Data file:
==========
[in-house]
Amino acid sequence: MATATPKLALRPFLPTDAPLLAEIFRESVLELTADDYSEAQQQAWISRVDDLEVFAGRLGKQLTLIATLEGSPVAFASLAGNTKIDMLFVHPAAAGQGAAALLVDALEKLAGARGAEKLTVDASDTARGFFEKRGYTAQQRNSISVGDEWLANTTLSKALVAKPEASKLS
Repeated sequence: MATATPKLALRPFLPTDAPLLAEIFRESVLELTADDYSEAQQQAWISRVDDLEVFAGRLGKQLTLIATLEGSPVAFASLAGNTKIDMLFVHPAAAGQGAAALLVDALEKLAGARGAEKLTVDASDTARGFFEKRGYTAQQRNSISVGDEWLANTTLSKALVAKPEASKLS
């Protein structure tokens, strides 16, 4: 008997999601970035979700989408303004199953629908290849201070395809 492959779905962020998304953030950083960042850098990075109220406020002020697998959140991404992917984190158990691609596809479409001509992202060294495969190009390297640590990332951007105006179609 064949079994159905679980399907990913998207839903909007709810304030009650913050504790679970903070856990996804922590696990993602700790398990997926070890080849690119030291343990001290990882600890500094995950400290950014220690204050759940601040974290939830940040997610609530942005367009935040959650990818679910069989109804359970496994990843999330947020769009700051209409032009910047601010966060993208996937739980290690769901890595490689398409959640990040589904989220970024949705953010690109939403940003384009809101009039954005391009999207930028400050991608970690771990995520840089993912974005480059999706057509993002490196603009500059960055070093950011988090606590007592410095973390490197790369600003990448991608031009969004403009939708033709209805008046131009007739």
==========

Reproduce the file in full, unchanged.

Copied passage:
[in-house]
Amino acid sequence: MATATPKLALRPFLPTDAPLLAEIFRESVLELTADDYSEAQQQAWISRVDDLEVFAGRLGKQLTLIATLEGSPVAFASLAGNTKIDMLFVHPAAAGQGAAALLVDALEKLAGARGAEKLTVDASDTARGFFEKRGYTAQQRNSISVGDEWLANTTLSKALVAKPEASKLS
Repeated sequence: MATATPKLALRPFLPTDAPLLAEIFRESVLELTADDYSEAQQQAWISRVDDLEVFAGRLGKQLTLIATLEGSPVAFASLAGNTKIDMLFVHPAAAGQGAAALLVDALEKLAGARGAEKLTVDASDTARGFFEKRGYTAQQRNSISVGDEWLANTTLSKALVAKPEASKLS
């Protein structure tokens, strides 16, 4: 008997999601970035979700989408303004199953629908290849201070395809 492959779905962020998304953030950083960042850098990075109220406020002020697998959140991404992917984190158990691609596809479409001509992202060294495969190009390297640590990332951007105006179609 064949079994159905679980399907990913998207839903909007709810304030009650913050504790679970903070856990996804922590696990993602700790398990997926070890080849690119030291343990001290990882600890500094995950400290950014220690204050759940601040974290939830940040997610609530942005367009935040959650990818679910069989109804359970496994990843999330947020769009700051209409032009910047601010966060993208996937739980290690769901890595490689398409959640990040589904989220970024949705953010690109939403940003384009809101009039954005391009999207930028400050991608970690771990995520840089993912974005480059999706057509993002490196603009500059960055070093950011988090606590007592410095973390490197790369600003990448991608031009969004403009939708033709209805008046131009007739």